Refer the patient to physiotherapy / occupational therapy team as required.To provide a more specialized care for the patient in terms of helping him/her build confidence in increasing daily physical activity.

More Hemophilia Nursing Diagnosis

Nursing References

Ackley, B. J., Ladwig, G. B., Makic, M. B., Martinez-Kratz, M. R., & Zanotti, M. (2020). Nursing diagnoses handbook: An evidence-based guide to planning care. St. Louis, MO: Elsevier.  Buy on Amazon

Gulanick, M., & Myers, J. L. (2022). Nursing care plans: Diagnoses, interventions, & outcomes. St. Louis, MO: Elsevier. Buy on Amazon

Ignatavicius, D. D., Workman, M. L., Rebar, C. R., & Heimgartner, N. M. (2020). Medical-surgical nursing: Concepts for interprofessional collaborative care. St. Louis, MO: Elsevier.  Buy on Amazon

Silvestri, L. A. (2020). Saunders comprehensive review for the NCLEX-RN examination. St. Louis, MO: Elsevier.  Buy on Amazon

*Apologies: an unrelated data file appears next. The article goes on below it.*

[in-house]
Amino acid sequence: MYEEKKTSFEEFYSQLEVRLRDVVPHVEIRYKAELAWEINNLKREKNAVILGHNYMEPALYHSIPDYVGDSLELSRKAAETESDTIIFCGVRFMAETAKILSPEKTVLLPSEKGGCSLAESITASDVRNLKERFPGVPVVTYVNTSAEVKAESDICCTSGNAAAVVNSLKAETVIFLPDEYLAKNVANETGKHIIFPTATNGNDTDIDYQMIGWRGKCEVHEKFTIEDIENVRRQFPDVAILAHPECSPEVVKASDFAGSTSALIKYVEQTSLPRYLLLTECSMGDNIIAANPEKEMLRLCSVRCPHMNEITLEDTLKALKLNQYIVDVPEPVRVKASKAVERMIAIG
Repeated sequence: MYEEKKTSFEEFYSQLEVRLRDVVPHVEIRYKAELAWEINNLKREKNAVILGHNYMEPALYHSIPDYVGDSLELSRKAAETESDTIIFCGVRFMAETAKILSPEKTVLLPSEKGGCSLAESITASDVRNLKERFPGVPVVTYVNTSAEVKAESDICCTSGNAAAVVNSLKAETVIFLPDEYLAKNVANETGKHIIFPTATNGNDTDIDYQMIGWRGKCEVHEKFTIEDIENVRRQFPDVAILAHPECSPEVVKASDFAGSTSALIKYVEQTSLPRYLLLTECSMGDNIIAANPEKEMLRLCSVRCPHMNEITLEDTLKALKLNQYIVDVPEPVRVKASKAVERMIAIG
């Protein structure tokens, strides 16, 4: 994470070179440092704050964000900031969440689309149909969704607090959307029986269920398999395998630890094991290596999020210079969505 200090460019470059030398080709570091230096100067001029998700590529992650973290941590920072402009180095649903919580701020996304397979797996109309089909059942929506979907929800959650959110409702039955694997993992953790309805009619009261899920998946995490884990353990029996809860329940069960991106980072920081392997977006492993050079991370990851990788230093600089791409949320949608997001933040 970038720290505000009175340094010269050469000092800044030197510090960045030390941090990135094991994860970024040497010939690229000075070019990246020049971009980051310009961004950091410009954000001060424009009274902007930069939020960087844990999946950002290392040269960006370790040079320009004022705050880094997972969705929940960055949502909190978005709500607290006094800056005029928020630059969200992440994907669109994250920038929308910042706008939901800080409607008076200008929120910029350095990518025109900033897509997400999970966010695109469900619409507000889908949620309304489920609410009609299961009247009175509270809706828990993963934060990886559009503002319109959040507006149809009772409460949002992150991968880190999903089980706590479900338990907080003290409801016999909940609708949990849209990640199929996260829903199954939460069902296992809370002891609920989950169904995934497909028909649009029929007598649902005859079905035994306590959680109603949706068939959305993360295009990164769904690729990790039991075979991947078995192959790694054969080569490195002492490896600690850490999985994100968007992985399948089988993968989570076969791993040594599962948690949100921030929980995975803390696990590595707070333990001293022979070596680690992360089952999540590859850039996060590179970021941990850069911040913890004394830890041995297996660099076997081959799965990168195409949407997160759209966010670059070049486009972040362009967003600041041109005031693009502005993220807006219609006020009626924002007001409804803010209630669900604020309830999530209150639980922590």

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The medical information on this site is provided as an information resource only and is not to be used or relied on for any diagnostic or treatment purposes.

This information is not intended to be nursing education and should not be used as a substitute for professional diagnosis and treatment.

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Anna Curran. RN, BSN, PHN

Anna Curran. RN-BC, BSN, PHN, CMSRN I am a Critical Care ER nurse. I have been in this field for over 30 years. I also began teaching BSN and LVN students and found that by writing additional study guides helped their knowledge base, especially when it was time to take the NCLEX examinations.